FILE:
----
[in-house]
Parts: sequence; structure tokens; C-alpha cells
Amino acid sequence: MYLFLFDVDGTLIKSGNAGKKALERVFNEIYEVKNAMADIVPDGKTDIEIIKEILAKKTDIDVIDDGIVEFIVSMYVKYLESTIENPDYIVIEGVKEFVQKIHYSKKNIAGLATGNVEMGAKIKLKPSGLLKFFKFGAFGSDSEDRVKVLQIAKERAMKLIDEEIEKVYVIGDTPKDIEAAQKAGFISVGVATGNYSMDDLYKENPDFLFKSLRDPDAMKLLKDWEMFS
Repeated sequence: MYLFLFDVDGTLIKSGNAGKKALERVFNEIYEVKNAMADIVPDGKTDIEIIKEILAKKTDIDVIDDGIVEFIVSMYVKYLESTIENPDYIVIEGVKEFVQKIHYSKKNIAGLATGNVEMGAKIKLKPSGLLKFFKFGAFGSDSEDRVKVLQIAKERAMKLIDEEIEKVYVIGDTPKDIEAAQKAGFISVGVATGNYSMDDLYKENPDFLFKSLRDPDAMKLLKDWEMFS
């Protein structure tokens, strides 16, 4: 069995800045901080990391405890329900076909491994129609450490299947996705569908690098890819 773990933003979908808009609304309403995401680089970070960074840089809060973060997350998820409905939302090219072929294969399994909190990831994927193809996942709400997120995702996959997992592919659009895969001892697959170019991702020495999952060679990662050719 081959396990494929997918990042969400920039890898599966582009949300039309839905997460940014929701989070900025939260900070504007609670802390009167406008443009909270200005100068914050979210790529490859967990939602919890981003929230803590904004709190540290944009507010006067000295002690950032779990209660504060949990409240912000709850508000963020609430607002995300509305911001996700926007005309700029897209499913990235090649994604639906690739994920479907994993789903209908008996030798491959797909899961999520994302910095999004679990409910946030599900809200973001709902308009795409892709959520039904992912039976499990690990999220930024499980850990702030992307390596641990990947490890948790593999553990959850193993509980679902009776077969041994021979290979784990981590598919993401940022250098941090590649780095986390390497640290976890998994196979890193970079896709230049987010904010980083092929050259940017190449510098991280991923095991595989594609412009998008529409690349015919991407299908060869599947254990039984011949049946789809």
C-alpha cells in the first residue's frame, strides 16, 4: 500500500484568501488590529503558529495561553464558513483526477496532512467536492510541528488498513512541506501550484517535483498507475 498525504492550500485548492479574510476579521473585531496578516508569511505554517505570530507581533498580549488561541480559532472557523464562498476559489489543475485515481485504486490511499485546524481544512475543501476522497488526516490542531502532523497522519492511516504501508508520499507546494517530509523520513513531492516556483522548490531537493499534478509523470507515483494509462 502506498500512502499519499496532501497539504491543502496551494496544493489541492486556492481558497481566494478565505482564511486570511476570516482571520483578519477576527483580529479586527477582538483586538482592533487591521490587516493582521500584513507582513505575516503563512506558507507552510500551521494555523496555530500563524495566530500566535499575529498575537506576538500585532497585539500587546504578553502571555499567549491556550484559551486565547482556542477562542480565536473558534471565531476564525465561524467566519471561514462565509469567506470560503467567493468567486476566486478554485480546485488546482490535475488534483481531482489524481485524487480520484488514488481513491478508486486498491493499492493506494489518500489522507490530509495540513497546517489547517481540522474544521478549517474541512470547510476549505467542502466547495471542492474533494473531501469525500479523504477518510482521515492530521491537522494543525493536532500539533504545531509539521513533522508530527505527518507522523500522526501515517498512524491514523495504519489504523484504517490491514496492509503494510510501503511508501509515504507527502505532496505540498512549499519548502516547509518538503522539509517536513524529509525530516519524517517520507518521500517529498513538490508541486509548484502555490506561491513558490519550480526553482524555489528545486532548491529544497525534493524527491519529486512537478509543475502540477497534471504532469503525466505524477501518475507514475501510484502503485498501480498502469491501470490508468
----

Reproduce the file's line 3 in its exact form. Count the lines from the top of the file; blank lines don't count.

Amino acid sequence: MYLFLFDVDGTLIKSGNAGKKALERVFNEIYEVKNAMADIVPDGKTDIEIIKEILAKKTDIDVIDDGIVEFIVSMYVKYLESTIENPDYIVIEGVKEFVQKIHYSKKNIAGLATGNVEMGAKIKLKPSGLLKFFKFGAFGSDSEDRVKVLQIAKERAMKLIDEEIEKVYVIGDTPKDIEAAQKAGFISVGVATGNYSMDDLYKENPDFLFKSLRDPDAMKLLKDWEMFS